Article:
Linked by Kaj de Vos on Tue 8th Jun 2010 22:07 UTC
Syllable, AtheOS

The Syllable project is pleased to announce that the reports of its death have been greatly exaggerated, and that the new version 0.4 of Syllable Server has been released. This release focuses on maturing existing functionality, improving security, ongoing system restructuring, and making the system a suitable base for third-party package managers. Although the project admits it hasn't brought its unicorn factory online yet, extensive work was done on the nitty-gritty, so the full change log is quite long.

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RE[4]: Cool, I guess...
by Kaj-de-Vos on Wed 9th Jun 2010 11:52 UTC in reply to "RE[3]: Cool, I guess..."
Member since:

Declaring Syllable dead is not magically going to make it so, either. I submit that the truth is in the middle, as it always is. And what else would people expect from an ambitious, long-term volunteer project? Especially if they decide to obstruct it instead of help.

Reply Parent Score: 2

RE[5]: Cool, I guess...
by tails92 on Wed 9th Jun 2010 13:05 in reply to "RE[4]: Cool, I guess..."
tails92 Member since:

Kaj-De-Vos, cipri is right, and calling him a troll is wrong. I stopped caring about Syllable (which I installed twice just for kicks) after the moment they announced Syllable Server based on a Linux kernel. That stabbed the project badly, as people who wanted to develop on Syllable simply felt it wasn't worth it, and people who wanted a Linux-kernel based server OS simply used something else more familiar, conventional and supported.

It does no good for an aspiring operating system to split in two like Win9x and WinNT. It just drains very needed resources. A server is just a computer which runs server programs on a normal operating system, it is not, I repeat not, anything special which requires an ad-hoc operating system. And people who wanted to make Syllable more responsible were put off due to the Server version (the "Desktop" kernel just isn't worth it for server usage, they understood).

AtheOS was pretty good already back in the day and Syllable did not need much to become a good operating system for day-to-day use.

It is sad that Vanders and the other developers on board have never been able to understand this simple fact. As much as one may think other operating systems are dead, they have more potential than your Syllable project which unlikely, if ever, will attract much attention again.

Reply Parent Score: 2

RE[6]: Cool, I guess...
by Kaj-de-Vos on Wed 9th Jun 2010 13:35 in reply to "RE[5]: Cool, I guess..."
Kaj-de-Vos Member since:

It is telling that you say you dropped Syllable the moment we announced Syllable Server. This means you never gave it a chance, you never evaluated it. You just made an emotional decision based on the notion "Linux".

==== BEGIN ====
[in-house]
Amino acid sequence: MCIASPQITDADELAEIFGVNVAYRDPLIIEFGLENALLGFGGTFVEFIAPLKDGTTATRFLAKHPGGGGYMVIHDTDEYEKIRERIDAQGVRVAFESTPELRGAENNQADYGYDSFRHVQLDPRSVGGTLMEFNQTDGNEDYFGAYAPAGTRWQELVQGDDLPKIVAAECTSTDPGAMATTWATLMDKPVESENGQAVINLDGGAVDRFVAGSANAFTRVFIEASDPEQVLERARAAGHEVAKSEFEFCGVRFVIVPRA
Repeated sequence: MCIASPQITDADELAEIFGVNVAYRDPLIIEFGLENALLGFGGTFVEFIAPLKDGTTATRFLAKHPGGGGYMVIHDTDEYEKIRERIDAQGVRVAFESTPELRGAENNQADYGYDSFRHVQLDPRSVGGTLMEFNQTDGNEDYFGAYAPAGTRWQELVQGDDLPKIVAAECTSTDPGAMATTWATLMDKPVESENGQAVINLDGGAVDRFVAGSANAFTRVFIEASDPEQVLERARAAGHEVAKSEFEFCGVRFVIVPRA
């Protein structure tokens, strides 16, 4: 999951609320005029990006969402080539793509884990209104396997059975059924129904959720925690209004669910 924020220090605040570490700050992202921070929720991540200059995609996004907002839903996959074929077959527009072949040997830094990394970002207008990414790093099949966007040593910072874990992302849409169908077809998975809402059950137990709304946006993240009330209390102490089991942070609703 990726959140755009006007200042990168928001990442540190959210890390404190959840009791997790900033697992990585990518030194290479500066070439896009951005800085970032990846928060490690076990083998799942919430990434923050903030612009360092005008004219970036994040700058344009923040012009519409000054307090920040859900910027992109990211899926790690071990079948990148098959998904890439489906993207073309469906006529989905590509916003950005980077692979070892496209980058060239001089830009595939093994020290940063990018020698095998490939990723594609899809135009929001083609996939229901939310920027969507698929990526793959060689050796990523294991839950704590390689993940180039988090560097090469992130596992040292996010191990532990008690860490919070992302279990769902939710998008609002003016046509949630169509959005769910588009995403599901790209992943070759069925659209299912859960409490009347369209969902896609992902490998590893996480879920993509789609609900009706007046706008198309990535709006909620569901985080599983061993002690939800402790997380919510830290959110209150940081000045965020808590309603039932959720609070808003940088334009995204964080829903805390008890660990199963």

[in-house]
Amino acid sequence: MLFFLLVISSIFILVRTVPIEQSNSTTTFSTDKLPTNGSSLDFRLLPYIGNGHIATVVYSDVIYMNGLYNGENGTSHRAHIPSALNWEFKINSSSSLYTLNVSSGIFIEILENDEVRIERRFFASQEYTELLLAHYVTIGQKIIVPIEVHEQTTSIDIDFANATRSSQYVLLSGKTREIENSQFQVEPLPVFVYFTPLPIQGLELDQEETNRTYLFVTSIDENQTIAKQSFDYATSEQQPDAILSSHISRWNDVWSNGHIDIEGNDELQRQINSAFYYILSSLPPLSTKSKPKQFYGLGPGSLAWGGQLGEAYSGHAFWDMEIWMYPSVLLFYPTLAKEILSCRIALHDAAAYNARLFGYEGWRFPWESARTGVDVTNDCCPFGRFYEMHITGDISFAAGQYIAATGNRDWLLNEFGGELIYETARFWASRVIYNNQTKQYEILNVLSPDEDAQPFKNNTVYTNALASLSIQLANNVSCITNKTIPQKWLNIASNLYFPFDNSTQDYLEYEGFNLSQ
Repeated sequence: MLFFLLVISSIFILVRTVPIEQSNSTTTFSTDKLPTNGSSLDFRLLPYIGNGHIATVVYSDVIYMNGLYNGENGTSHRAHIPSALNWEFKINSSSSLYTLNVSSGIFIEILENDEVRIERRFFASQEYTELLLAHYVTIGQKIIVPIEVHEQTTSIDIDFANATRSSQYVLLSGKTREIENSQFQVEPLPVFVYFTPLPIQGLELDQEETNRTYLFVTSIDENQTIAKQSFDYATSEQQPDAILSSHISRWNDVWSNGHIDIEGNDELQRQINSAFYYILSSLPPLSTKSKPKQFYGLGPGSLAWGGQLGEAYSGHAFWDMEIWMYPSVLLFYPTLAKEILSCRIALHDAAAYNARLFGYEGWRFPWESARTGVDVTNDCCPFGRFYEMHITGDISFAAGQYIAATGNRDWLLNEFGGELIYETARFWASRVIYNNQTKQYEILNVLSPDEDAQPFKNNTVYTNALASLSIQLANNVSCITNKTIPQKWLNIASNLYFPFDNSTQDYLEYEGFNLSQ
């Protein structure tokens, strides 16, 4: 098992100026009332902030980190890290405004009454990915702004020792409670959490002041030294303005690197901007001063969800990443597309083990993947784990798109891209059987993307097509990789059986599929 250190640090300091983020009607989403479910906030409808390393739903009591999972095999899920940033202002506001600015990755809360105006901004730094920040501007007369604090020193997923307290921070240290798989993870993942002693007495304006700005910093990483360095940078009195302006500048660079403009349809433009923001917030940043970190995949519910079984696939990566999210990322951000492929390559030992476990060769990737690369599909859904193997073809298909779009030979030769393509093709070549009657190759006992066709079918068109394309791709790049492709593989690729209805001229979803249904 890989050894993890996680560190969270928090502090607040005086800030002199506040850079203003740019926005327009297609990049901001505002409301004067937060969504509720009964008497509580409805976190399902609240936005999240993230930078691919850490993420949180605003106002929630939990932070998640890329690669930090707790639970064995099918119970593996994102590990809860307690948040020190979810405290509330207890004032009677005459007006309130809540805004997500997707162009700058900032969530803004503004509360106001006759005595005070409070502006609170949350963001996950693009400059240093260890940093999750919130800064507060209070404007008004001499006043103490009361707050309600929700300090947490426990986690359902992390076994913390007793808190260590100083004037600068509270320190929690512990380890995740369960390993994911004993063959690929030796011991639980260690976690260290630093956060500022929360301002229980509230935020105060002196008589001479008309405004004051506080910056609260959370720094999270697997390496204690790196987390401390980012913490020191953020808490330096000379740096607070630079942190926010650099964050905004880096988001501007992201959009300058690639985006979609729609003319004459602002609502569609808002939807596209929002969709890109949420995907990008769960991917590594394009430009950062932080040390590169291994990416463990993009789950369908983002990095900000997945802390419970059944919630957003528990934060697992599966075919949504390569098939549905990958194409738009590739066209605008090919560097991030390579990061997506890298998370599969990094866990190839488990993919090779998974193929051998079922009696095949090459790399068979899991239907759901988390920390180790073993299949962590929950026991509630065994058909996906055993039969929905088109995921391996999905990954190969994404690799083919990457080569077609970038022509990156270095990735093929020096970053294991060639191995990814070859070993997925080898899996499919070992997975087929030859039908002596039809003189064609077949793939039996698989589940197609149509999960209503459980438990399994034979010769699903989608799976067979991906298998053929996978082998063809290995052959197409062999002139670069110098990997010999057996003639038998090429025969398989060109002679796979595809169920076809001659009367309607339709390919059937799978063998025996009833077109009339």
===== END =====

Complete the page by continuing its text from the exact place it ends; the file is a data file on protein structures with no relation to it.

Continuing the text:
We, on the other hand, need to actually develop Syllable, and we can't do that based on emotional decisions. The machine, the hardware and the software, is forcing us to do the things that work. To the machine, "Linux" is just a byte array string in memory, if even that. Already almost half a decade ago I once did a line count on the Syllable source code, for fun. I knew the basic metrics of the system, but I was still surprised to find that our code was only four percent of the total that went into a system build. Of that four percent, most was drivers ported from the Linux kernel, XFree86, DirectFB and BeOS, so our own modifications comprised only a small portion of it. So our own code was probably less than one percent of the total code out of which Syllable Desktop was built. That was years ago, and we have gone on porting more drivers and libraries, so it will be even less now.

So the system you dumped so haphazardly was actually 99% a Linux distro, only without "Linux". Like I was surprised at how large this factor actually is, I have also been surprised at how unwilling people who consider themselves knowledgeable on the subject are to believe this - but that doesn't make it less true.

This has actually always been the strongest point of AtheOS and then Syllable Desktop: the extent to which it is able to use existing code. Without this ability, the project wouldn't have had a glimmer of a hope for relevance in this day and age, and people wouldn't be winding themselves up about it now.

Reply Parent Score: 3

RE[6]: Cool, I guess...
by sorpigal on Wed 9th Jun 2010 14:22 in reply to "RE[5]: Cool, I guess..."
sorpigal Member since:

Syllable server is a great idea that's hindered by being too unambitious.

Creating a new desktop OS is fiendishly hard work and it's all the harder to try and support all of the devices you'll need to support. Syllable Server shows a great way forward: Just slide the Linux kernel in underneath. Yeah it's got all kinds of problems, but if you're really interested in building a nice desktop OS the kernel is the last thing you should be worrying about.

Despite all of the effort the *nix desktop is stillborn even today. Most Linux distributions are 99% the same and share all kinds of problems. I think that there might be a welcoming user base if a Linux-based system that is radically different were introduced. Look at android: The Linux kernel plus stacks of stuff that make it what it is. Who cares about the kernel? Not desktop users! Just build all of your nice things on top of Linux, get stability and hardware support for free, take the FOSS desktop world by storm.

Or just make a crappy server OS no one cares about.

Reply Parent Score: 2